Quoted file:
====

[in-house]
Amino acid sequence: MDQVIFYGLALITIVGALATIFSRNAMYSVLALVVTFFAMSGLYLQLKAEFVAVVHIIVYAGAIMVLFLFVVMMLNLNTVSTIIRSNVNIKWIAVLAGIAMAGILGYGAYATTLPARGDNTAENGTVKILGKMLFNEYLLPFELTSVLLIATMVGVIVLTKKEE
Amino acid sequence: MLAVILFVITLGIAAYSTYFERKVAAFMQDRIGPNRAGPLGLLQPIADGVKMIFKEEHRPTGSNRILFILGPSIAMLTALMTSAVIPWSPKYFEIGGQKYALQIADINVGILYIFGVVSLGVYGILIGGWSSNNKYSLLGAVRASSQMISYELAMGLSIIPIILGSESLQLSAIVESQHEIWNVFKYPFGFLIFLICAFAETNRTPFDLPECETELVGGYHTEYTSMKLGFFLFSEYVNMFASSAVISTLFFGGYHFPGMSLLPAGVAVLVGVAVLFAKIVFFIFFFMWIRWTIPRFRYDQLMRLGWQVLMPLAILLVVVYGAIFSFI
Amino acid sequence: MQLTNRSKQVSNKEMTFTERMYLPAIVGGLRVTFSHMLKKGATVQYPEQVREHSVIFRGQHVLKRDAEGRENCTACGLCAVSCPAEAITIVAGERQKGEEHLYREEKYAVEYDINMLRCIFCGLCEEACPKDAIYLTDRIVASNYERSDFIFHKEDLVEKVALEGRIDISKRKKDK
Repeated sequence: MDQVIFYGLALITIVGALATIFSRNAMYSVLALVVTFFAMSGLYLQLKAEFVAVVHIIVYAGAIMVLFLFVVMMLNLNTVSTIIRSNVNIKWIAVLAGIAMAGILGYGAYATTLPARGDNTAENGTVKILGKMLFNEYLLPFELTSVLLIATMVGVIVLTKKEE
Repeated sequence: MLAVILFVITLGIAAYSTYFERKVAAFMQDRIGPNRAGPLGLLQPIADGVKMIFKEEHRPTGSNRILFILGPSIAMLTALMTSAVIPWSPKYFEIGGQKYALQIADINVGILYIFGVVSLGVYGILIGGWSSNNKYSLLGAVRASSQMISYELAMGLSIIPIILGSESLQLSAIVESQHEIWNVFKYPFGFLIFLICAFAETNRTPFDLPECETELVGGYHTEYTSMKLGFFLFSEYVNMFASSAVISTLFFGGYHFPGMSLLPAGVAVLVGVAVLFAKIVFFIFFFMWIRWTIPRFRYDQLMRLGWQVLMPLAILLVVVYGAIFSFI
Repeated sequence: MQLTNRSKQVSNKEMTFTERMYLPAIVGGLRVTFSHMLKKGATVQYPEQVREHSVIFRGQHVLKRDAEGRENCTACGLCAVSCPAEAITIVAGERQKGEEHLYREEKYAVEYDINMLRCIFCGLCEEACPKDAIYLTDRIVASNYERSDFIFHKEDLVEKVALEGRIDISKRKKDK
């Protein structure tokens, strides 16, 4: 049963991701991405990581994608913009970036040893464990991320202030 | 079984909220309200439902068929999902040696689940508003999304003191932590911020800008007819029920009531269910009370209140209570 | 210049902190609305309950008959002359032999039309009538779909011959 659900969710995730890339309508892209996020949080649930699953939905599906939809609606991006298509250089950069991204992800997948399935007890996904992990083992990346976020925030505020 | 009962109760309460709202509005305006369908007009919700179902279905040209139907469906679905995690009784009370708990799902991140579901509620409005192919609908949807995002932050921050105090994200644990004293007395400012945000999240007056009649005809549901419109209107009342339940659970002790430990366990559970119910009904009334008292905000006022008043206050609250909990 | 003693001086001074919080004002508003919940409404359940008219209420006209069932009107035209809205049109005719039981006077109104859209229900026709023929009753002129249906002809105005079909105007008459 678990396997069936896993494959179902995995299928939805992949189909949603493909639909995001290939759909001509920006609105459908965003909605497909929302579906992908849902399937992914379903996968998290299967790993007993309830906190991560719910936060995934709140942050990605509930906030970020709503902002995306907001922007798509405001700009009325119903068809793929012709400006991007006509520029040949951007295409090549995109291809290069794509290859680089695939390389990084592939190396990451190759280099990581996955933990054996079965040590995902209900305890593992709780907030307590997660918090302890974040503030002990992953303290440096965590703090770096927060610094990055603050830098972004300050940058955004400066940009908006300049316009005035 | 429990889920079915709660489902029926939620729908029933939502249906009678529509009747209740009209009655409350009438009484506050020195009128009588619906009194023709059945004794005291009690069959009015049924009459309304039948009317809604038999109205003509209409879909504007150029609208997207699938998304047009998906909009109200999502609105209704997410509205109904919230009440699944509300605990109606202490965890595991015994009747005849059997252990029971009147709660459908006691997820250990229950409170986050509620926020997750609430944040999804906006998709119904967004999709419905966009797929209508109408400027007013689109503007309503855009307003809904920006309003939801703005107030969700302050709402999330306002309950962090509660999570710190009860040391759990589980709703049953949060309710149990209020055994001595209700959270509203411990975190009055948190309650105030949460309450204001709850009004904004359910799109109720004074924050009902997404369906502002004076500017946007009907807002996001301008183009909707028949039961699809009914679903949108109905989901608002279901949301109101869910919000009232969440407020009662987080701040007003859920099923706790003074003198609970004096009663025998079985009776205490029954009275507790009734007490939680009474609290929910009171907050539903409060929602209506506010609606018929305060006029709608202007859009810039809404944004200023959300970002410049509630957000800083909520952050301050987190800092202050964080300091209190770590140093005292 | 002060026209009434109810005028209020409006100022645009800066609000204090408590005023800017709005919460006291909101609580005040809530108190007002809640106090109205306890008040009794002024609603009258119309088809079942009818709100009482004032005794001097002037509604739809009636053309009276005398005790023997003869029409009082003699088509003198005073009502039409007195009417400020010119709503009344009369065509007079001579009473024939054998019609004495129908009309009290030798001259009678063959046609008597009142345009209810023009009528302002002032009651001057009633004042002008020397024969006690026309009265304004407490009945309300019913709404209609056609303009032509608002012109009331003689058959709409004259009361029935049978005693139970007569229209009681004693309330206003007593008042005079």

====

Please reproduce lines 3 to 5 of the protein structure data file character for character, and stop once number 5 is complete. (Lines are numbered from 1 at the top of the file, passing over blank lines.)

Amino acid sequence: MLAVILFVITLGIAAYSTYFERKVAAFMQDRIGPNRAGPLGLLQPIADGVKMIFKEEHRPTGSNRILFILGPSIAMLTALMTSAVIPWSPKYFEIGGQKYALQIADINVGILYIFGVVSLGVYGILIGGWSSNNKYSLLGAVRASSQMISYELAMGLSIIPIILGSESLQLSAIVESQHEIWNVFKYPFGFLIFLICAFAETNRTPFDLPECETELVGGYHTEYTSMKLGFFLFSEYVNMFASSAVISTLFFGGYHFPGMSLLPAGVAVLVGVAVLFAKIVFFIFFFMWIRWTIPRFRYDQLMRLGWQVLMPLAILLVVVYGAIFSFI
Amino acid sequence: MQLTNRSKQVSNKEMTFTERMYLPAIVGGLRVTFSHMLKKGATVQYPEQVREHSVIFRGQHVLKRDAEGRENCTACGLCAVSCPAEAITIVAGERQKGEEHLYREEKYAVEYDINMLRCIFCGLCEEACPKDAIYLTDRIVASNYERSDFIFHKEDLVEKVALEGRIDISKRKKDK
Repeated sequence: MDQVIFYGLALITIVGALATIFSRNAMYSVLALVVTFFAMSGLYLQLKAEFVAVVHIIVYAGAIMVLFLFVVMMLNLNTVSTIIRSNVNIKWIAVLAGIAMAGILGYGAYATTLPARGDNTAENGTVKILGKMLFNEYLLPFELTSVLLIATMVGVIVLTKKEE